Although use of the term “commonwealth” to describe Puerto Rico’s relationship with the U.S. has fallen out of favor in recent years, the label still has a few champions left, as evidenced by a recent opinion piece in El Nuevo Dia.
Referring to compromise Puerto Rico status legislation under consideration in the U.S. House of Representatives, author José Alfredo Hernández Mayoral wrote that “[a] compromise bill is being concocted for a Puerto Rico status referendum that would assure a statehood win by disqualifying the current Commonwealth status as an option.”
The “current Commonwealth” status?
The term “Commonwealth” has been used to describe Puerto Rico in two different ways:
- as a US territory
- as a fantasy world that combines sovereignty for Puerto Rico with the benefits of statehood
The current status of Puerto Rico is quite clear: it is a territory of the United States.
“Commonwealth” is a word in the official name of the territory, but it has no legal meaning in the context of the United States.
“Perhaps in an effort to be polite,” Governor Pierlusi explained in a 2015 New York Times essay, “certain commentators refer to Puerto Rico as a ‘commonwealth,’ implying that Puerto Rico has a special status. But this word has no practical meaning, as demonstrated by the fact that several states call themselves ‘commonwealths.’”
It is easy to see the popularity of a fantasy option. But it’s hard to justify presenting such an option as a valid choice to the people of Puerto Rico – or anyone else. After all, many voters who live in states would also prefer the benefits of a fantasy “commonwealth.”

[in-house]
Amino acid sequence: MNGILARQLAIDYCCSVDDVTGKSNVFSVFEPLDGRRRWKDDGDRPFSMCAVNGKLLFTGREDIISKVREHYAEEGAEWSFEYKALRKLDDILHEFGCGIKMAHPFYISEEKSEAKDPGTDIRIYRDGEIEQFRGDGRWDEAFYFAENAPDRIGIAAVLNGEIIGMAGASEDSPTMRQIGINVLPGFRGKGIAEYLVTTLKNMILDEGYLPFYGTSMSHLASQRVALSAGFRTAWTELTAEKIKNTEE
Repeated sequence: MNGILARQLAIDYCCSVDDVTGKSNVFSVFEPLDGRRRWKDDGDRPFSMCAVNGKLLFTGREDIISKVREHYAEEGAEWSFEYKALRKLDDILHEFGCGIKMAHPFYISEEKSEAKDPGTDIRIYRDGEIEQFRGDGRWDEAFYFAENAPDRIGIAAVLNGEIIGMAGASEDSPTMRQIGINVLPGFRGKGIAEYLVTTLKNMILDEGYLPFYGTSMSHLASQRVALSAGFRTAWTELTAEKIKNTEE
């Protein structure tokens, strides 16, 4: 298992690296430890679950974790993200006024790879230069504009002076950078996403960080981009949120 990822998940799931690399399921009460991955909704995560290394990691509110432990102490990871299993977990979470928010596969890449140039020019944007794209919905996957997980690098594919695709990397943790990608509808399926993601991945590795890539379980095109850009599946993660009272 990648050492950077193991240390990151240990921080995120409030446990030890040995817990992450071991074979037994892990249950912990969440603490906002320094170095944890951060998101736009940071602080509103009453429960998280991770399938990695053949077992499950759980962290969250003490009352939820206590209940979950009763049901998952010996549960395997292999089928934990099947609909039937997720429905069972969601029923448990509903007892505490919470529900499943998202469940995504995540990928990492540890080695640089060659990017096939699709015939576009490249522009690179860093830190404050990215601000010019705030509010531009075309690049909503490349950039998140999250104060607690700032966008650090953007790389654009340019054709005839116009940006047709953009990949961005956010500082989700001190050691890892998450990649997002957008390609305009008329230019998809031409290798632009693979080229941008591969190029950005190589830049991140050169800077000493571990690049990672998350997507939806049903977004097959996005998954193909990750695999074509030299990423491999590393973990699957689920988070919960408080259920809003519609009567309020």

Should “commonwealth” be on the ballot?
Given the dual definition of the “Commonwealth,” should the term be an option for voters?
In support of his position that “commonwealth” should be put to a vote, Hernández Mayoral claims that a 2011 report by the President’s Task Force on Puerto Rico’s Status stated that “Commonwealth” should be on a ballot offered to the people of Puerto Rico.
But the 2011 report is explicit that ”[u]nder the Commonwealth option, Puerto Rico would remain, as it is today, subject to the Territory Clause of the U.S. Constitution.”
It is this territorial definition of “commonwealth” that the 2011 Task Force report recommends including on a future plebiscite ballot.
“Commonwealth” status in the fantasy sense has been disqualified many times in all three branches of the federal government. Even the 2011 Task Force report did so when it explained that at any time “a future Congress could choose to alter [a Commonwealth] relationship unilaterally.”
An outdated term
If the voters of Puerto Rico have the possibility of voting for the current status, then what should this option be called?
The definition of “territory” is clear. The U.S. Constitution contains a Territory Clause. More than three million people are living that experience today.
The definition of “Commonwealth” is unclear and always morphing into something new and more desirable. The label has been rejected repeatedly by the federal government and misunderstood by voters. The term is even used to define a state, like in Massachusetts.
The Constitution of Massachusetts uses the word “commonwealth,” in Article 4:
The people of this commonwealth have the sole and exclusive right of governing themselves, as a free, sovereign, and independent state; and do, and forever hereafter shall, exercise and enjoy every power, jurisdiction, and right, which is not, or may not hereafter, be by them expressly delegated to the United States of America in Congress assembled.
Obviously, Massachusetts does not have a special relationship with the federal government, different from that of say, South Dakota. The use of the term “commonwealth” doesn’t mislead anyone into thinking otherwise.
However, the people of Puerto Rico have been misled by the term “commonwealth.” Many believe that Puerto Rico “is not a mere territory” and has a special compact with Congress. Then-Governor Garcia Padilla complained that the 2012 ballot did not include “commonwealth” even though it had a question on “the current territorial status.” The continued use of the term encourages the confusion shown in Hernández Mayoral’s essay.
The “commonwealth” label has outlived its purpose. In 2022, it is important to be honest and straightforward with the people of Puerto Rico and not use labels with two different meanings, especially since one of them has been proven to be confusing and – apparently still – misleading.